The ALJ further explained why he gave no weight to the mental-health opinions from Putnam's two doctors. First, treatment notes did not support Dr. Polsby's opinion. According to those notes, medications had stabilized Putnam's moods, Putnam experienced no adverse side effects, and he was feeling less anxious. Second, both opinions were too remote in time. Dr. Polsby saw Putnam over three years after the 76 days had ended, and Dr. Koziol saw Putnam only four times, starting more than four years after the 76 days.

On appeal Putnam first argues that the ALJ wrongly discredited his two doctors' opinions. And by discrediting them, Putnam continues, the ALJ erred at step 2 in finding that his anxiety and depression were not severe and again at step 4 in not incorporating their opinions in assessing his remaining capacity to work. But the ALJ permissibly reasoned that, because these opinions were not supported by treatment records and were too remote in time, he need not accept them. Dr. Polsby's notes show that drugs had corrected Putnam's mood swings without adverse side effects. And the opinions, rendered several years after the 76 days, contained no reason to believe that they were based on Putnam's condition at that time. See Loveless v. Colvin, 810 F.3d 502, 507 (7th Cir. 2016); Filus v. Astrue, 694 F.3d 863, 868–69 (7th Cir. 2012).

Putnam next contends that the ALJ should have looked at the records outside the 76 days to evaluate his depression and anxiety. But the ALJ did examine all of Putnam's medical history, including treatment outside the relevant period, to infer his mental-health condition within that period. See Groves v. Apfel, 148 F.3d 809, 810–11 (7th Cir. 1998) (evidence from previous benefits denial used to fill gaps in later benefits claim). Yet, as the ALJ correctly observed, from 2005 through 2010 Putnam sought “sporadic treatment at best,” and when he sought it, it stabilized any mood swings. This history implied that Putnam was not disabled.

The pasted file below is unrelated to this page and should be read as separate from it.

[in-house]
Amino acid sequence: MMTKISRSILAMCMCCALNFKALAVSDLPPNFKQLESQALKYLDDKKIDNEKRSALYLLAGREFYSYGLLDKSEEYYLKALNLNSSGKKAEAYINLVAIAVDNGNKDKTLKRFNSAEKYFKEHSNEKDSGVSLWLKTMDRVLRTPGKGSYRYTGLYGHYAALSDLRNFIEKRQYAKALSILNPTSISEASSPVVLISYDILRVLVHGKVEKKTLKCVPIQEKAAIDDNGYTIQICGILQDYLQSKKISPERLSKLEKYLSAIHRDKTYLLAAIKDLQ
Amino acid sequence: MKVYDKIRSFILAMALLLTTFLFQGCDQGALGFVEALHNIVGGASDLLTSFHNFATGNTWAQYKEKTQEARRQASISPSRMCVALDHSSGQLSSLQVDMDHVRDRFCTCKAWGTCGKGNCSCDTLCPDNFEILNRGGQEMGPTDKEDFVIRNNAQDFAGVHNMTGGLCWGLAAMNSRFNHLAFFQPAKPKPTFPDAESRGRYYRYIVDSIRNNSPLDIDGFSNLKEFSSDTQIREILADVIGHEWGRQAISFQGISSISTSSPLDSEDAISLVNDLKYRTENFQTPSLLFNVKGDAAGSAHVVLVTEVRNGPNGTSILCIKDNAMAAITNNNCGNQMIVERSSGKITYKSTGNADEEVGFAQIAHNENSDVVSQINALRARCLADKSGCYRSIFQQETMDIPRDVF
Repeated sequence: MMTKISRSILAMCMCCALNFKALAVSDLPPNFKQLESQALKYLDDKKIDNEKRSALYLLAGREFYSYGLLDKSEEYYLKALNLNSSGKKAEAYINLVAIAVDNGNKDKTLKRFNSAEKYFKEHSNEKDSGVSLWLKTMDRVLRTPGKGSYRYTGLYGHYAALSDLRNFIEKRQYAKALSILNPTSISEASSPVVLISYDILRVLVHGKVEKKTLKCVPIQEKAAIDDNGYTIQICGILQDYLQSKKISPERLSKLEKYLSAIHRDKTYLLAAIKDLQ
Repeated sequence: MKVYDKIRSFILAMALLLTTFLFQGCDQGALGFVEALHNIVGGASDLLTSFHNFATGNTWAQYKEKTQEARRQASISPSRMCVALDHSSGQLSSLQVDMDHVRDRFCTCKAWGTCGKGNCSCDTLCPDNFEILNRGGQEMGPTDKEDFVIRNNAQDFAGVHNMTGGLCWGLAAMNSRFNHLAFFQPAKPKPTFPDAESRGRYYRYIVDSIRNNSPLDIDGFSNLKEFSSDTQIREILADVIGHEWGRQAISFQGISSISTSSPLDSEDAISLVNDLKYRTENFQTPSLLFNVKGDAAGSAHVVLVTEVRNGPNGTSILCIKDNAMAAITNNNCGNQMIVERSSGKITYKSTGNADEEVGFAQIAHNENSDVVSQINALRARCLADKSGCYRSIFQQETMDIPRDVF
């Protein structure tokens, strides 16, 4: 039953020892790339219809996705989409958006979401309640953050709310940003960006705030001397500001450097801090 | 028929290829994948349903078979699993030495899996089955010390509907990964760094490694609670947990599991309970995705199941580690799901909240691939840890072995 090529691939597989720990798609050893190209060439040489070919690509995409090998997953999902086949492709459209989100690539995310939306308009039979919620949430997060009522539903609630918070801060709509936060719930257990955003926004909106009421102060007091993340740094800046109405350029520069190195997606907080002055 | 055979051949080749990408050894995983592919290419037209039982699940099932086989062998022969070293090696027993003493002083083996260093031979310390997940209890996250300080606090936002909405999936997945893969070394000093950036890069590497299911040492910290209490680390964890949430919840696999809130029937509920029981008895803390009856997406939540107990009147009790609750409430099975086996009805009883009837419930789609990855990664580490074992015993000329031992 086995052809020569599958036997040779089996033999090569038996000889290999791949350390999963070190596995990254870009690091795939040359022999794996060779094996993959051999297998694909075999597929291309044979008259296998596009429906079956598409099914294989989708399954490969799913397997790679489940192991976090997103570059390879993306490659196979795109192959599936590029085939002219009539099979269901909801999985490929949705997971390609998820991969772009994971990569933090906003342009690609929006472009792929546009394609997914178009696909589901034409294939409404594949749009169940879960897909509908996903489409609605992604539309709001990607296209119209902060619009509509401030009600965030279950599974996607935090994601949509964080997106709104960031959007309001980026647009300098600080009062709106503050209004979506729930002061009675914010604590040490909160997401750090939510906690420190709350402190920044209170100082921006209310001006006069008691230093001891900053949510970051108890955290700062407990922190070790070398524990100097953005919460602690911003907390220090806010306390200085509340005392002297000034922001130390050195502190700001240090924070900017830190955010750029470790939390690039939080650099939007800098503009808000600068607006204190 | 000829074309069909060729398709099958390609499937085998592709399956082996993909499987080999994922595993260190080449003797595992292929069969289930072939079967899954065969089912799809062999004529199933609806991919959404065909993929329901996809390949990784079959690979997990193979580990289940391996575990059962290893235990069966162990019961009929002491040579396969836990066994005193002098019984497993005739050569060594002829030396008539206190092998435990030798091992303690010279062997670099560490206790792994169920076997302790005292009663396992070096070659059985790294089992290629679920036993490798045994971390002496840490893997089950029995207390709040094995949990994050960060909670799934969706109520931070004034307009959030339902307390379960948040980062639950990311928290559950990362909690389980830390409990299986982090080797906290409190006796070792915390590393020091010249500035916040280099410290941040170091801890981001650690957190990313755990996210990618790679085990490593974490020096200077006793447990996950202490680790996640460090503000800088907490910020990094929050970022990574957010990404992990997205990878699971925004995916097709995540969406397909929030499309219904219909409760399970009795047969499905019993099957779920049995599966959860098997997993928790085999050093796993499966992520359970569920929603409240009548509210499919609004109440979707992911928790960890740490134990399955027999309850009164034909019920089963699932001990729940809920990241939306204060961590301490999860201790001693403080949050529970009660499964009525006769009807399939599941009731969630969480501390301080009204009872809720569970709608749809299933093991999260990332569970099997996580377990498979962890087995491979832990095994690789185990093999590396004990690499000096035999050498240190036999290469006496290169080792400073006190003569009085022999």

Putnam next argues that the ALJ did not follow 20 C.F.R. § 404.1520a. This regulation requires the ALJ to determine how any mental impairments affect daily activities, social functioning, concentration, persistence, and pace, and ability to cope with stressors. See Craft v. Astrue, 539 F.3d 668, 674–75 (7th Cir. 2008). Putnam contends that the ALJ omitted this regulation from his analysis, but any omission was harmless: The ALJ reasonably explained that Putnam's mental-health impairments could not be chronically severe because he had declined treatment during the relevant period and for years later, despite its ready availability. See Pepper v. Colvin, 712 F.3d 351, 365–67 (7th Cir. 2013). The ALJ also permissibly discounted Putnam's proffered excuse for declining treatment—that it was difficult for him to get to the appointments—because Putnam had reported that he walked daily during this same time and that his knee pain was under control.

Finally Putnam argues that the ALJ erred at step 3 in finding that none of his impairments equal a listed impairment. See 20 C.F.R. Part 404, Subpart P, App. 1. But Putnam fails to specify which impairment the ALJ ignored, and undeveloped arguments are waived. See Schomas v. Colvin, 732 F.3d 702, 708 (7th Cir. 2013). In any case, elsewhere in the decision the ALJ reasonably credited the opinion of Dr. Rosch, who, after reviewing the record and regulations, said Putnam's impairments did not equal the listings. See Curvin v. Colvin, 778 F.3d 645, 650–51 (7th Cir. 2015); Johansen v. Barnhart, 314 F.3d 283, 287–88 (7th Cir. 2002). And the ALJ further explained that, under listings 1.02, 1.03, and 1.04, Putnam's knee injury did not qualify as a listed impairment because he was able to walk with a cane during the relevant period.


Mary M. Rowland, Magistrate Judge.